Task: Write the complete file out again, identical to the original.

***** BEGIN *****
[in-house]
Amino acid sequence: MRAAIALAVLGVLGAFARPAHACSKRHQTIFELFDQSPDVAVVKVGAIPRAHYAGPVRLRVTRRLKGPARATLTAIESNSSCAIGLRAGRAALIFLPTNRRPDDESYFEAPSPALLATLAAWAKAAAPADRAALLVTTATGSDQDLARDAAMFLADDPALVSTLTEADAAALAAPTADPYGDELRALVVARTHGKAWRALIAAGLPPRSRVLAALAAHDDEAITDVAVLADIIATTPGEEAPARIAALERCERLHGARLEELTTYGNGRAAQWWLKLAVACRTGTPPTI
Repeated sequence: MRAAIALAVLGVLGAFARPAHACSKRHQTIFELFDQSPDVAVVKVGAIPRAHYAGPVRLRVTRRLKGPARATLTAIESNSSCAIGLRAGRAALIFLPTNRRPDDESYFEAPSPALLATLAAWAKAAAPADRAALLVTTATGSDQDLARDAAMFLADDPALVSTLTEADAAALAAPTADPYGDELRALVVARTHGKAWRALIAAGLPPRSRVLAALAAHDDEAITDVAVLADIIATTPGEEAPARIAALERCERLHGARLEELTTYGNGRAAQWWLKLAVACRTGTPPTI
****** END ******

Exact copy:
[in-house]
Amino acid sequence: MRAAIALAVLGVLGAFARPAHACSKRHQTIFELFDQSPDVAVVKVGAIPRAHYAGPVRLRVTRRLKGPARATLTAIESNSSCAIGLRAGRAALIFLPTNRRPDDESYFEAPSPALLATLAAWAKAAAPADRAALLVTTATGSDQDLARDAAMFLADDPALVSTLTEADAAALAAPTADPYGDELRALVVARTHGKAWRALIAAGLPPRSRVLAALAAHDDEAITDVAVLADIIATTPGEEAPARIAALERCERLHGARLEELTTYGNGRAAQWWLKLAVACRTGTPPTI
Repeated sequence: MRAAIALAVLGVLGAFARPAHACSKRHQTIFELFDQSPDVAVVKVGAIPRAHYAGPVRLRVTRRLKGPARATLTAIESNSSCAIGLRAGRAALIFLPTNRRPDDESYFEAPSPALLATLAAWAKAAAPADRAALLVTTATGSDQDLARDAAMFLADDPALVSTLTEADAAALAAPTADPYGDELRALVVARTHGKAWRALIAAGLPPRSRVLAALAAHDDEAITDVAVLADIIATTPGEEAPARIAALERCERLHGARLEELTTYGNGRAAQWWLKLAVACRTGTPPTI